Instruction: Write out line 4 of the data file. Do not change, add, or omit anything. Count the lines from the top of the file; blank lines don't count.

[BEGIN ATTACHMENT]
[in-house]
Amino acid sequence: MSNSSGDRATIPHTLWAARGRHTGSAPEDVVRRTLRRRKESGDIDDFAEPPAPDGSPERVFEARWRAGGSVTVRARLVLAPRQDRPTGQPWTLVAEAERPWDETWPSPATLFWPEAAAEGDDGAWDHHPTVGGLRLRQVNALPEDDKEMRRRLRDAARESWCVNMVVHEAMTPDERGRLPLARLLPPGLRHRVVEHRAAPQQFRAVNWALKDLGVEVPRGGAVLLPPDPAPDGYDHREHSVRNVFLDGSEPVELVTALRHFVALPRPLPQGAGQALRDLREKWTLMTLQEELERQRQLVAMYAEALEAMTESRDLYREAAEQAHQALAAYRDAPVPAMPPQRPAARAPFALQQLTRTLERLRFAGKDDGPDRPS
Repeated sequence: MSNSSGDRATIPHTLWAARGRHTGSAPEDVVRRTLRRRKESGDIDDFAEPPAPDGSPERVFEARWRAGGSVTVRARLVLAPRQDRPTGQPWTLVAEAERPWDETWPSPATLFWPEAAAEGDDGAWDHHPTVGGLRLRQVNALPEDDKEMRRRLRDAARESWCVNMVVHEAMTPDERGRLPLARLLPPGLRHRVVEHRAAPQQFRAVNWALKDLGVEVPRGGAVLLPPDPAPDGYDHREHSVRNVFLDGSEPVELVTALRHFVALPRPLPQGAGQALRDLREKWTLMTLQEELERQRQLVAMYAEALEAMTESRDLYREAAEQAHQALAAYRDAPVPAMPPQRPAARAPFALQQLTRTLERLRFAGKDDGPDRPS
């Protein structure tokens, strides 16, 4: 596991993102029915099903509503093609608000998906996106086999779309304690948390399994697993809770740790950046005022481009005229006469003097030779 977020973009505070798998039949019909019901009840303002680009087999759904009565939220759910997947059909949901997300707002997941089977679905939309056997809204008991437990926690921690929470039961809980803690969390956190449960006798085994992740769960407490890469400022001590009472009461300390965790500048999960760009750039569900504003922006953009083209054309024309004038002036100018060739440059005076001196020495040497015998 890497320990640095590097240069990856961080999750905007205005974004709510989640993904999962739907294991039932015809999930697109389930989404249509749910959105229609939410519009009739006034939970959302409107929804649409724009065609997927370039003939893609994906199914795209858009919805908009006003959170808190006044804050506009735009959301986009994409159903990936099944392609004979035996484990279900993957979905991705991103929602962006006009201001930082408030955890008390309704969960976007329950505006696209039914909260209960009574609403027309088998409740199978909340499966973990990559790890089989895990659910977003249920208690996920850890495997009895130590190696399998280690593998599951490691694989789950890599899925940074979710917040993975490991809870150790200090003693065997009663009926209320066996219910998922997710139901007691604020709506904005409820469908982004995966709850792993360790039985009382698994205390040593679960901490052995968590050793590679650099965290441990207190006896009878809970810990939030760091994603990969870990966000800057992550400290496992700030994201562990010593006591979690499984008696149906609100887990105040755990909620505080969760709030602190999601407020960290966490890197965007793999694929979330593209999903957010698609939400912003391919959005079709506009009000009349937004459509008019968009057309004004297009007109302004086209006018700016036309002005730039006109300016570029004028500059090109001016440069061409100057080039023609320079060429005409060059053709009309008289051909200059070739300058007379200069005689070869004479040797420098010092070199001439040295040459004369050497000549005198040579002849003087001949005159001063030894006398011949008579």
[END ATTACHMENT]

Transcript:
């Protein structure tokens, strides 16, 4: 596991993102029915099903509503093609608000998906996106086999779309304690948390399994697993809770740790950046005022481009005229006469003097030779 977020973009505070798998039949019909019901009840303002680009087999759904009565939220759910997947059909949901997300707002997941089977679905939309056997809204008991437990926690921690929470039961809980803690969390956190449960006798085994992740769960407490890469400022001590009472009461300390965790500048999960760009750039569900504003922006953009083209054309024309004038002036100018060739440059005076001196020495040497015998 890497320990640095590097240069990856961080999750905007205005974004709510989640993904999962739907294991039932015809999930697109389930989404249509749910959105229609939410519009009739006034939970959302409107929804649409724009065609997927370039003939893609994906199914795209858009919805908009006003959170808190006044804050506009735009959301986009994409159903990936099944392609004979035996484990279900993957979905991705991103929602962006006009201001930082408030955890008390309704969960976007329950505006696209039914909260209960009574609403027309088998409740199978909340499966973990990559790890089989895990659910977003249920208690996920850890495997009895130590190696399998280690593998599951490691694989789950890599899925940074979710917040993975490991809870150790200090003693065997009663009926209320066996219910998922997710139901007691604020709506904005409820469908982004995966709850792993360790039985009382698994205390040593679960901490052995968590050793590679650099965290441990207190006896009878809970810990939030760091994603990969870990966000800057992550400290496992700030994201562990010593006591979690499984008696149906609100887990105040755990909620505080969760709030602190999601407020960290966490890197965007793999694929979330593209999903957010698609939400912003391919959005079709506009009000009349937004459509008019968009057309004004297009007109302004086209006018700016036309002005730039006109300016570029004028500059090109001016440069061409100057080039023609320079060429005409060059053709009309008289051909200059070739300058007379200069005689070869004479040797420098010092070199001439040295040459004369050497000549005198040579002849003087001949005159001063030894006398011949008579």